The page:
December was a big month for Bryan Batten, founder of a Wilmington-based eBook subscription service.
“So, we rebranded, had our official launch and are now open to the public,” Batten said of Entitle, a startup that allows users to borrow eBooks and read them on a wide range of mobile devices. “We’re currently working to get people signed in. There is a steady influx of new users and few support issues, so the technology is working.”
The name change from eReatah to Entitle came about because of feedback Batten received during testing.
“We made a last-minute decision to change the name. In the beta period we solicited a lot of feedback, and respondents told me it was hard to pronounce and spell. People did not understand what it meant. It was a lot of vowels.”
Batten said the new name is more versatile as well.
“There are a lot of things you can do with marketing and taglines, and it brings in books as well,” he said.
The company has received a significant amount of national media coverage since its Dec. 16 public launch.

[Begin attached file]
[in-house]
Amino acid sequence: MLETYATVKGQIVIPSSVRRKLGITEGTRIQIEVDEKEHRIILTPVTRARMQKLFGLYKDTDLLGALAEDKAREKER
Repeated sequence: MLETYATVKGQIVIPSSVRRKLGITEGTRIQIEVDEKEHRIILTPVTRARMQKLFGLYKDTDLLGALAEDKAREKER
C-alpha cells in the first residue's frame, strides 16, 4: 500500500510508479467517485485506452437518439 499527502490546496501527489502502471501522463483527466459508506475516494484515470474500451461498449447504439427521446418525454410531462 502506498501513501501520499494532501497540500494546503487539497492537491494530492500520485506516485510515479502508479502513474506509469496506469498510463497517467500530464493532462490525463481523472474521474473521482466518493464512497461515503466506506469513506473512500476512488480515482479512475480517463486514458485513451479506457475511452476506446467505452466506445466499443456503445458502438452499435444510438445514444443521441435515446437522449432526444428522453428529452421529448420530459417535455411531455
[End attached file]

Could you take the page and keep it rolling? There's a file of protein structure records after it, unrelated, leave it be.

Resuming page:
“It has been really good. TechCrunch, Business Insider, Mashable – they all did nice articles,” he said. “Fox & Friends had us on for their gift guide, and we made it on Street Smart on Bloomberg. People are interested in the model and the value proposition, so I think we will continue to get more coverage as we grow.”
Although the name has changed and the publicity has been rolling in, the company is still based on Eastwood Road near Sweet & Savory, sticking to its local roots. Entitle currently has a staff of four in Wilmington, one in Greensboro and one in New York City.
“We are looking to bring on another COO-type role, and as things continue to grow at the current pace, we are going to be hiring more engineers and customer support,” Batten said. “As the business grows, customer support will grow the fastest.”
Over the summer, an SEC filing revealed that the company received $5.3 million in investment capital. Batten has said in media reports the funds come from a single investor who asked not to be identified.
Entitle is putting the investment to use, assembling an expert crew and adding more bestsellers to its growing list of more than 100,000 available eBooks.